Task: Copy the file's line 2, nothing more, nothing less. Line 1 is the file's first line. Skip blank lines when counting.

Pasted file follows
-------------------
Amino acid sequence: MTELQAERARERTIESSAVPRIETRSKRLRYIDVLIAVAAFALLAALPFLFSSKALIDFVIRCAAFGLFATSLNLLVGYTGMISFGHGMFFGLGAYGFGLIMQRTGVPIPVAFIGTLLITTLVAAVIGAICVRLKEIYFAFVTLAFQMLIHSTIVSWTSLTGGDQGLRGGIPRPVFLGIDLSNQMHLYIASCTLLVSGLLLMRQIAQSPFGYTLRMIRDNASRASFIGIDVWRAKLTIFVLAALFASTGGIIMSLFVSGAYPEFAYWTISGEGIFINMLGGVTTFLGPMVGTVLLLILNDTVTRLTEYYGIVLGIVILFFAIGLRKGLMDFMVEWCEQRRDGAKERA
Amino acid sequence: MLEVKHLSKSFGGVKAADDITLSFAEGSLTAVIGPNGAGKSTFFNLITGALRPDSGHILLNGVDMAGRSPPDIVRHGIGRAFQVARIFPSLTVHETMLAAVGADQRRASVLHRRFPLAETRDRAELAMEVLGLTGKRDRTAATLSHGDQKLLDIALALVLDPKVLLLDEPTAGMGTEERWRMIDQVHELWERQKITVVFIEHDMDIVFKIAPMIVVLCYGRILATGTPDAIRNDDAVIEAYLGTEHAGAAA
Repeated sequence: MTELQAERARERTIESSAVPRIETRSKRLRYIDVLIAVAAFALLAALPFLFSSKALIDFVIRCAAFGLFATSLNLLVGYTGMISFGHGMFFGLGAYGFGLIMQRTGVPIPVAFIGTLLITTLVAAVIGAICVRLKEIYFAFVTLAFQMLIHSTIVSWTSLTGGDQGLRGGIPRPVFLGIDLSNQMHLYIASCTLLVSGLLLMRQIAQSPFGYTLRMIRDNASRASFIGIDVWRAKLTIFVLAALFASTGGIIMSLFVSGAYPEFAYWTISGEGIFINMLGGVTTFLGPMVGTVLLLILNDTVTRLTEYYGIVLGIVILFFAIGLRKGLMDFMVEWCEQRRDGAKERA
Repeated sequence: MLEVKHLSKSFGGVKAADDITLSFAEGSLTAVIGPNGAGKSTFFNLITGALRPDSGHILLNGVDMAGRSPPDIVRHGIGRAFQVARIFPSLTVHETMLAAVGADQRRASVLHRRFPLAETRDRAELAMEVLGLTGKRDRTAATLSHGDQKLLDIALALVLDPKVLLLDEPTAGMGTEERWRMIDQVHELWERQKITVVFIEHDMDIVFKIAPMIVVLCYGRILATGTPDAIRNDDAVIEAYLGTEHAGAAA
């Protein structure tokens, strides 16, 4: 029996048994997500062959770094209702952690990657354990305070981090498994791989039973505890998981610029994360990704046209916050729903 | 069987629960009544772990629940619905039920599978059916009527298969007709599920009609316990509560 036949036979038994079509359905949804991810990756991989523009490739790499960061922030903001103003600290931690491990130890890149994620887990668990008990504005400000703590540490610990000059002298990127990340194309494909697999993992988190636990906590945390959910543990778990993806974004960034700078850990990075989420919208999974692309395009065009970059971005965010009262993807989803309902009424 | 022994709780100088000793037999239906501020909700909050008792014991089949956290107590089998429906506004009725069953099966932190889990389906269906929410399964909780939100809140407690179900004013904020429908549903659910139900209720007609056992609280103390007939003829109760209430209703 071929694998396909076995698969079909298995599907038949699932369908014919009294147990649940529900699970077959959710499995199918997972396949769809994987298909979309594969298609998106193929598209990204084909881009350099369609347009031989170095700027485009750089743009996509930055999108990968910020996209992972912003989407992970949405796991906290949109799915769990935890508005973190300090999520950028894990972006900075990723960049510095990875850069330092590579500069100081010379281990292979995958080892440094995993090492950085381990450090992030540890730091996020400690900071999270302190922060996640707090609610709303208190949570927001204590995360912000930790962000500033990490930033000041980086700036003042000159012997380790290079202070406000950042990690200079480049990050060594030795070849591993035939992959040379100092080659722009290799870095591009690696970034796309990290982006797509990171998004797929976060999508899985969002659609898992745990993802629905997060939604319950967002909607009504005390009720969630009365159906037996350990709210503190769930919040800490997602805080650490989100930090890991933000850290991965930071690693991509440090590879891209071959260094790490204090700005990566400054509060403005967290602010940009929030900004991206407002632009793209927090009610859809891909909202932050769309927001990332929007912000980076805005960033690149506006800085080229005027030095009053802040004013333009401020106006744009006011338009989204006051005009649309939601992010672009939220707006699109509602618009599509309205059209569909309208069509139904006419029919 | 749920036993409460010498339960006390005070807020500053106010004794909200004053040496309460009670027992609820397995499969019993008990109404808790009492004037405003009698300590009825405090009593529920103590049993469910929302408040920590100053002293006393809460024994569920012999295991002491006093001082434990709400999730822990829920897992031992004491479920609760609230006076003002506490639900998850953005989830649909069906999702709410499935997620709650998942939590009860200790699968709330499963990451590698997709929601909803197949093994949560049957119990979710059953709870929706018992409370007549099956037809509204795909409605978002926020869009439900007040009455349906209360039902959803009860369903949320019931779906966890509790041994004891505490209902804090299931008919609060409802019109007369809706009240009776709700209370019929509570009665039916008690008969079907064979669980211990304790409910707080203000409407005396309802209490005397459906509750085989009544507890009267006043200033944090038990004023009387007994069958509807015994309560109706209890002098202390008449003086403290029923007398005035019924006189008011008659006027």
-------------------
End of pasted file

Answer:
Amino acid sequence: MLEVKHLSKSFGGVKAADDITLSFAEGSLTAVIGPNGAGKSTFFNLITGALRPDSGHILLNGVDMAGRSPPDIVRHGIGRAFQVARIFPSLTVHETMLAAVGADQRRASVLHRRFPLAETRDRAELAMEVLGLTGKRDRTAATLSHGDQKLLDIALALVLDPKVLLLDEPTAGMGTEERWRMIDQVHELWERQKITVVFIEHDMDIVFKIAPMIVVLCYGRILATGTPDAIRNDDAVIEAYLGTEHAGAAA